No TrumpsπŸ‘±‍♂️ Newsbites
Meet Allen Weisselberg, the Trump Organization CFO prosecutors are reportedly trying to flip
  • Allen Weisselberg has been the Trump Organization's longtime loyal CFO and family bookkeeper.
  • The Manhattan DA is reportedly trying to "flip" him for its investigation into Trump's finances.
  • Weisselberg and his family's close ties to the Trumps go into legal gray areas.
During the past several years of criminal investigations, Congressional inquiries, and political battles over Donald Trump's taxes and business dealings, the one man most intimately familiar with them has remained out of the spotlight.

The mustachioed, press-shy Allen Weisselberg has served as the Trump Organization's Chief Financial Officer for decades, as well as Trump's personal bookkeeper. Now, he's reportedly the subject of a wide-ranging inquiry from the Manhattan District Attorney's office.

Prosecutors are looking into "flipping" Weisselberg into cooperating with an investigation into Trump's finances, according to the Washington Post. Weisselberg, 73, has loyally served the Trump family since the 1970s and is the only person not a member of Trump's family to oversee his trust while he was president. Prosecutors are reportedly zeroing in on Weisselberg's two sons, both of whom also have close ties to the company.

Given his vast familiarity with the Trump family's finances and their network of companies, Weisselberg could be the most important source for any investigation into Trump's finances.

He's also worked with prosecutors before.
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QAnon Shaman's '60 Minutes' interview backfired. Judge cites interview when ruling he must remain jailed until trial.
  • The QAnon Shaman has lost his most recent attempt at getting out of jail ahead of his trial.
  • New court documents released Monday argue Jacob Chansley remains a flight risk and danger.
  • A judge said Chansley's "60 Minutes" interview proved he does not appreciate the severity of his charges.
More than two months after the deadly Capitol insurrection, one judge thinks self-styled QAnon Shaman Jacob Chansley, still hasn't learned his lesson.

The infamous horned Capitol participant of the siege lost his latest pretrial release motion Monday, according to new court documents that reject Chansley's claims he was a peaceful participant in the fatal siege.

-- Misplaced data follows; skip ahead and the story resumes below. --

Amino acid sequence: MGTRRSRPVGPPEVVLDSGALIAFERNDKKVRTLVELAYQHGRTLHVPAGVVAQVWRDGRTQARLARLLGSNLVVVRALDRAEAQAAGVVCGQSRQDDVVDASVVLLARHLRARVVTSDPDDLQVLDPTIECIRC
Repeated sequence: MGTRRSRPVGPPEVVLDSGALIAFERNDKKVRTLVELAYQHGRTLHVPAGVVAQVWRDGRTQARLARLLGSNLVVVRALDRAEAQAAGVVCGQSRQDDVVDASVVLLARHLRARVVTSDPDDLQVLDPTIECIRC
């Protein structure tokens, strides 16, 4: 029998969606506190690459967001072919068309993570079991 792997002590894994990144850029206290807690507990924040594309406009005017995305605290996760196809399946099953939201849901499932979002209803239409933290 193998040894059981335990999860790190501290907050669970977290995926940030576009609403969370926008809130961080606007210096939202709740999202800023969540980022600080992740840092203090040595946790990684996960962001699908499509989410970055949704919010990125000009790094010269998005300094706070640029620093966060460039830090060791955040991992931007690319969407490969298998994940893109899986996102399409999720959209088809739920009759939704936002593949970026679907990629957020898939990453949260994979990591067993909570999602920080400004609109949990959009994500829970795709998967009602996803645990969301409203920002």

Earlier this month, Chansley gave his first jailhouse interview since his arrest to CBS News' "60 Minutes+," telling correspondent Laurie Segall he didn't consider his participation in the insurrection an attack on the United States.

... "The statements [Chansley] has made to the public from jail show that [he] does not fully appreciate the severity of the allegations against him," Lamberth wrote. "To the contrary, he believes that he — not the American people or members of Congress — was the victim on January 6th."

In the interview, Chansley said he regretted entering the Capitol building illegally, but said he thought the move was "acceptable" because police officers had "waved" protesters in — a claim prosecutors have been unable to confirm, according to court records.

Once inside the building, Chansley told Segall his actions were "peaceful" and "calm." The 33-year-old said he "sang a song" inside the chamber and even "stopped somebody from stealing muffins out of the break room."

But legal documents argue Chansley's depiction of events is a mischaracterization of the role he played that day.

"[Chansley's] perception of his actions on January 6th as peaceful, benign, and well-intentioned, shows a detachment from reality," Lamberth said in the decision.

Chansley is currently jailed in Washington, DC, facing six charges and up to twenty years in prison over his participation in the riot. In addition to illegally trespassing as one of the alleged first rioters to breach the Capitol, court records say Chansley also clashed with Capitol police officers, went into the Senate chamber, and left a note on then-Vice President Mike Pence's dais saying "it's only a matter of time, justice is coming."